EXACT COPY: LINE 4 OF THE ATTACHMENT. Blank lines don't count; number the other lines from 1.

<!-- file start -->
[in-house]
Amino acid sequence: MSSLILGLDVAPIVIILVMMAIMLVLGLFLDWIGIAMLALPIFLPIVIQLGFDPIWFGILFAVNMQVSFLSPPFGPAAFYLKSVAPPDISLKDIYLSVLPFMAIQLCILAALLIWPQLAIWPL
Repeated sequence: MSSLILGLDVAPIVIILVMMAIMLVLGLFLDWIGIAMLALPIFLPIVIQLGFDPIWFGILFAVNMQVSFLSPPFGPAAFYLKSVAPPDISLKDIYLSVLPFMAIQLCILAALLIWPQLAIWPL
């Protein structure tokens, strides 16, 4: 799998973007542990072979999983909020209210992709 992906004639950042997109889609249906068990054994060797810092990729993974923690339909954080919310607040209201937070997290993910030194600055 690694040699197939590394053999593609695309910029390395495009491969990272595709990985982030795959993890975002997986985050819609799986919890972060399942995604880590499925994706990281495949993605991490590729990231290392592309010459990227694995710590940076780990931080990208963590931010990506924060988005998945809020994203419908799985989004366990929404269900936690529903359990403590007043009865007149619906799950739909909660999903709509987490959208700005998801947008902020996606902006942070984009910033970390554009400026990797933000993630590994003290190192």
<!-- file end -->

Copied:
């Protein structure tokens, strides 16, 4: 799998973007542990072979999983909020209210992709 992906004639950042997109889609249906068990054994060797810092990729993974923690339909954080919310607040209201937070997290993910030194600055 690694040699197939590394053999593609695309910029390395495009491969990272595709990985982030795959993890975002997986985050819609799986919890972060399942995604880590499925994706990281495949993605991490590729990231290392592309010459990227694995710590940076780990931080990208963590931010990506924060988005998945809020994203419908799985989004366990929404269900936690529903359990403590007043009865007149619906799950739909909660999903709509987490959208700005998801947008902020996606902006942070984009910033970390554009400026990797933000993630590994003290190192």